(LAB) and decrease the population of adverse and pathogenic bacteria such as E. coli. Dietary supplementation with xylanase and beta-glucanase protects against necrotic enteritis as the enzyme breakdown the non starch polysaccharide in the diet and reduce the digesta viscosity. Plant derived trans-cinnamaldehyde and eugenol are effective in reducing S. enteritis colonization in 20-d old broiler chickens. Others such as blend of essential oils, containing thymol, carvacrol, eugenol, curcumin and piperin reduce the colonization and proliferation of such pathogens. Antibiotic growth promoter (AGP) is another feed additive used to improve feed efficiency, increase animal growth and maintain animal health. The inclusion of AGP in poultry diet reduces the incidence of disease and promotes better performance of the birds by inhibiting the growth of enteric pathogens. However, due to rising antibiotic resistance among the pathogens, the use of AGP has been prohibited. The proliferation of the bacteria present in the gut can be increased by the ingestion of prebiotics.
Prebiotics are polysaccharides such as galatosaccharide (GOS) and fructosaccharide (FOS).
GOS favors the growth of Bifidobacteria in the GI tract of broiler chicken.
Competition for nutrient and attachment site
The GI tract of newly hatched chick is sterile, but is immediately colonized by surrounding organisms. Over the period of time, normal colonization and succession of gut micro biome takes place in healthy adult poultry’s intestine. The GI tract serves as an ideal habitat for micro organisms however, due to limited space and resources; there is competition among organisms for nutrient resources. Some bacteria produce bacteriostatic or bactericidal substances to kill its competitors. The LAB ferment carbohydrates to organic acids and inhibits the growth of certain pathogens such as E. coli and Salmonella by reducing the pH of the gut. Certain bacteria such as Enterococcus sp., Pediococcus sps., Bacillus subtilis also produce antimicrobial agent called bacteriocins to selectively inhibit the growth of other bacteria. However, pathogens are adapted to new environment very fast mediated by a process such as conjugation, transformation and transduction. Providing probiotics (live microbial feed supplement) benefits the host through the following mechanisms: (1) inhibiting the growth of pathogenic bacteria from colonizing and proliferating in the gut through competition for nutrient and attachment site (2) production of bacteriostatic and bactericidal substances against pathogens (3) enhancing gut barrier function and (4) enhancing host immunity.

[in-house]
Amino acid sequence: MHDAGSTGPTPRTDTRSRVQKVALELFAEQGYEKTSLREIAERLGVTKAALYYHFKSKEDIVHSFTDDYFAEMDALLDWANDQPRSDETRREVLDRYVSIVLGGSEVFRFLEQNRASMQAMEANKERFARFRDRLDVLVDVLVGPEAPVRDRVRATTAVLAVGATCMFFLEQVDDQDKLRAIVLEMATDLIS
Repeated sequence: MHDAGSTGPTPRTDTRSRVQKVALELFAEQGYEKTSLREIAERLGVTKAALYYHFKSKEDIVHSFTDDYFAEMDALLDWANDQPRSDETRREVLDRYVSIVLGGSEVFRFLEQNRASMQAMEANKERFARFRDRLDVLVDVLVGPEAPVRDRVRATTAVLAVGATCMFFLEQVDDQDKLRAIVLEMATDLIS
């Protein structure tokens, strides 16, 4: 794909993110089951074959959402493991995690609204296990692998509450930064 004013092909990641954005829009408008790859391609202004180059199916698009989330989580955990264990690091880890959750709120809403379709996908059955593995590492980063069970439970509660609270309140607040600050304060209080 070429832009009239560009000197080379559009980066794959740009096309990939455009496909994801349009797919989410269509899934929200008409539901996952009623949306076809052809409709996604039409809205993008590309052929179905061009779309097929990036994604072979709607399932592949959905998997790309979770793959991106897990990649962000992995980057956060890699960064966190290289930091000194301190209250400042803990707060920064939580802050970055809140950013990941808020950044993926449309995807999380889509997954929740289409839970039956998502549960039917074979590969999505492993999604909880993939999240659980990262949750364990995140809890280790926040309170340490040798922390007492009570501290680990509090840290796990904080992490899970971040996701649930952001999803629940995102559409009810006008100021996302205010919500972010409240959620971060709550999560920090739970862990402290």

Poultry litter microorganisms influence gut microbiome
Chickens are in constant contact with the micro organisms from the surrounding environment. The poultry litter usually harbors a complex microbial community. Reuse of poultry litter commonly practiced by poultry farmers to reduce produce cost, influences chicken guts micro biome. The reused litter may also harbor disease-causing micro organisms from the previous flock and thus serves as a source of pathogens to the subsequent flock.
The gut represents an essential microbial ecosystem that lives in symbiosis with the host. The development of GI micro biome plays a crucial role in the nutrition, health and growth of the chicken. Thus further research on the intestinal micro biome of the poultry can potentially provide us more knowledge to improve management of poultry diseases, antibiotic resistance and better control of colonization and spread of human pathogens.